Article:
Award-winning historian, journalist and National Public Radio commentator Andrew Ward has written a book that reminds us how some facts cannot be contemplated often enough.
Slavery was legal in significant portions of the North American continent for 246 years. Thomas Jefferson never owned fewer than a hundred slaves during his adult life, yet he drafted the Declaration of Independence, one of history's most eloquent odes to freedom.
Eighty-seven years later, the Emancipation Proclamation freed only those slaves residing in the Confederacy. In much of the South, citizenship rights supposedly guaranteed by the 14th and 15th amendments to the Constitution were ignored for most of the century following Robert E. Lee's surrender at Appomattox in April 1865.
Of course, the list of tragic historical paradoxes has never shown any sign of reaching its end and is far from exclusively American. Yet the "peculiar institution" of slavery challenges — and will always challenge — Americans' individual and collective sense of identity and morality.
In their own words
Whereas every comprehensive history of the Civil War confronts readers with paradoxical truths that provoke outrage, boggle the mind and break the heart, few do so with the visceral power of The Slaves' War. Narrated almost entirely in the words of ex-slaves, this meticulous book dramatizes on a sometimes unbearably intimate scale a war suffered in fields and kitchens, smokehouses and cellars, swamps and forests and demolished cities.
In the voices of those who most directly experienced it, we hear of a time "when whites bought and sold their fellow human beings, even their own children; when people were commonly relegated to eating from troughs like hogs; when grown men and women could be savagely whipped for the slightest infraction; when raping a black woman was not a crime; when mothers were denied the right to nurse, let alone name, let alone direct the destinies of their offspring."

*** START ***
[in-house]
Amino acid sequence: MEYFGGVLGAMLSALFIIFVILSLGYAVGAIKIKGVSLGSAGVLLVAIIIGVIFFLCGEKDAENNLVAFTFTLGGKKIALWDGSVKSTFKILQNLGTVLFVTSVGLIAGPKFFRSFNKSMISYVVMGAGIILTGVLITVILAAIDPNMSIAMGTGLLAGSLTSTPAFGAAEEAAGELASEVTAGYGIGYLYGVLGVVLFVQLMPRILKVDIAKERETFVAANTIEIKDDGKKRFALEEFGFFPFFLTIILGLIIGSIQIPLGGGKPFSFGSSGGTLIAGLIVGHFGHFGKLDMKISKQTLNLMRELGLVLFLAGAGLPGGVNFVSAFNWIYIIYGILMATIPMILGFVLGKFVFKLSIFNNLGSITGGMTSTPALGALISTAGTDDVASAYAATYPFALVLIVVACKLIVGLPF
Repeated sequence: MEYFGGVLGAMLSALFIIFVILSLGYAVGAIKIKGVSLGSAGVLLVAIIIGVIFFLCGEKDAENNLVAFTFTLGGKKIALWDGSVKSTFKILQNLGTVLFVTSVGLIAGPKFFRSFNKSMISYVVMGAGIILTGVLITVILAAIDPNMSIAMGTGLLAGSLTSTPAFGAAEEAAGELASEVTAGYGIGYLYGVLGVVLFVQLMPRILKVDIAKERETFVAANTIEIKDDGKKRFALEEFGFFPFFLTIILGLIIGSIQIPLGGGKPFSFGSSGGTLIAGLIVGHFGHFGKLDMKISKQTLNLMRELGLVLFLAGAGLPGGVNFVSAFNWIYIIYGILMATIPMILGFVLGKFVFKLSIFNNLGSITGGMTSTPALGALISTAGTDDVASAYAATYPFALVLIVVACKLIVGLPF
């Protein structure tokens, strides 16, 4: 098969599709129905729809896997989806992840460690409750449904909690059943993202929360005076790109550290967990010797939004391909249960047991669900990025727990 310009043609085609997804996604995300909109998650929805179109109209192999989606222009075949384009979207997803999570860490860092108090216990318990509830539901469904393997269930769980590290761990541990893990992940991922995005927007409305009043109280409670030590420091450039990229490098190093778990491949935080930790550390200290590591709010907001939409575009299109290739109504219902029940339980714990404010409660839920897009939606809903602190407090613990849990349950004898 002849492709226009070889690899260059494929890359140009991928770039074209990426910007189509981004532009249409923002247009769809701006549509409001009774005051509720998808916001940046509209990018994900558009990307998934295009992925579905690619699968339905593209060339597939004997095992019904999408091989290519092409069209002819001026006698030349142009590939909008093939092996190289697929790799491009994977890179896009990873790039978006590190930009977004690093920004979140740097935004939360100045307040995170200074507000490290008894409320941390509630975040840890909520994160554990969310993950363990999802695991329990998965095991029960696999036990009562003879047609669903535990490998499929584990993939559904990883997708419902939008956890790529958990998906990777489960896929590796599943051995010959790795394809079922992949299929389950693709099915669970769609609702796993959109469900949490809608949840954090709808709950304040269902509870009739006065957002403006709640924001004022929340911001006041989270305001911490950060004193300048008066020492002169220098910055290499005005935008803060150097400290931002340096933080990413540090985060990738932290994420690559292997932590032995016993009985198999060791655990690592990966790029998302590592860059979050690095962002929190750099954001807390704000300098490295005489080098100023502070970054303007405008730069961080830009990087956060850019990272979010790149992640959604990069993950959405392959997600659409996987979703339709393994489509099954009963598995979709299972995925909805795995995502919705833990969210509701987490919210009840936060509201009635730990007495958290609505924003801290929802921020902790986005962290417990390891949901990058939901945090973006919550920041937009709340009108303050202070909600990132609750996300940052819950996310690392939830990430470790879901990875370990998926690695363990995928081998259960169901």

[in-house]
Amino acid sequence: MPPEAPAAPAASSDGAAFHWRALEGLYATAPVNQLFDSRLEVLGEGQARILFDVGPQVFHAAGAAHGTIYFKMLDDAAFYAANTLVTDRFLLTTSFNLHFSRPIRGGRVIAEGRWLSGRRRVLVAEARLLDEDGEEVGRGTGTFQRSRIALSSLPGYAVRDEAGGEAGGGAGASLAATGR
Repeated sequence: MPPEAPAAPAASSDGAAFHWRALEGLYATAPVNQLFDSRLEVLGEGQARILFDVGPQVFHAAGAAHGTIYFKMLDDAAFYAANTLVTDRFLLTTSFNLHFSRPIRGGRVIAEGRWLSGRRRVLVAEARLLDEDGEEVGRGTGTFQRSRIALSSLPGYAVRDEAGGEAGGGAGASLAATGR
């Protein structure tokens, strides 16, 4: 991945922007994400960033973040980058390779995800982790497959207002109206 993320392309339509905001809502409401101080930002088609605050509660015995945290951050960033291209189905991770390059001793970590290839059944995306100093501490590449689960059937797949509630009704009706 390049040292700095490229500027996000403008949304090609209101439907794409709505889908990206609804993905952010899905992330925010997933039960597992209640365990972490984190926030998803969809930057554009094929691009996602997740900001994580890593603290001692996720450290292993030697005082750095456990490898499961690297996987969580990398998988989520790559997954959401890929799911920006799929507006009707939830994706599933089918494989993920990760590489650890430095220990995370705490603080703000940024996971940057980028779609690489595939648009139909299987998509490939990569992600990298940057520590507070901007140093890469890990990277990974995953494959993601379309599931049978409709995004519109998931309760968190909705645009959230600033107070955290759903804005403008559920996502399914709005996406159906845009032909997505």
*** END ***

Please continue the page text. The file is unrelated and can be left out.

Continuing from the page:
A bewildering loyalty
Yet even in such appalling conditions, slaves' experiences of and convictions about loyalty, property, courage, love and freedom were often contradictory, sometimes tragically so: "Some had come to believe that if all that was theirs was their masters, then all that was their masters' was in some way theirs."
This "deeply instilled servile code of honor" led some slaves to act in ways directly opposed to their interests: House slaves hid masters and mistresses capable of psychotic levels of cruelty from Federal troops; freedmen returned from service in the Northern army and worked the harvest for those who no longer owned them; children dried their owner's tears as he grieved over his son's body — the same owner who had sold off the children's parents and siblings.
In a case that reads like a model for Faulkner's As I Lay Dying, a man carried his dead owner hundreds of miles so he could be buried in his home ground. These and many more examples of slaves' complex responses to their circumstances force us to forsake easy judgments of their actions.
The value of context
The Slaves' War isn't perfect. Organized chronologically, beginning with the surrender of Fort Sumter, Ward's summaries of military campaigns and political developments are clear but often perfunctory.
Compelling as it is to hear this story in the ex-slaves' voices, more of an authorial presence would have been welcome — to sketch in geographical detail, to reflect more deeply on the local effects of battles both military and political, and to provide more material from white witnesses for context and contrast.
Finally, to name each ex-slave each time that person's testimony appears is both laudable — of all people, these deserve the dignity of not remaining anonymous — and frustrating. No matter how skilled the attributions, I too often couldn't become as absorbed in the material as it warranted because the blizzard of names never relented.
These quibbles aside, Ward's book represents a considerable accomplishment. Every American needs to hear and heed these voices.
John Repp is a poet, fiction writer and book critic living in Erie, Pa.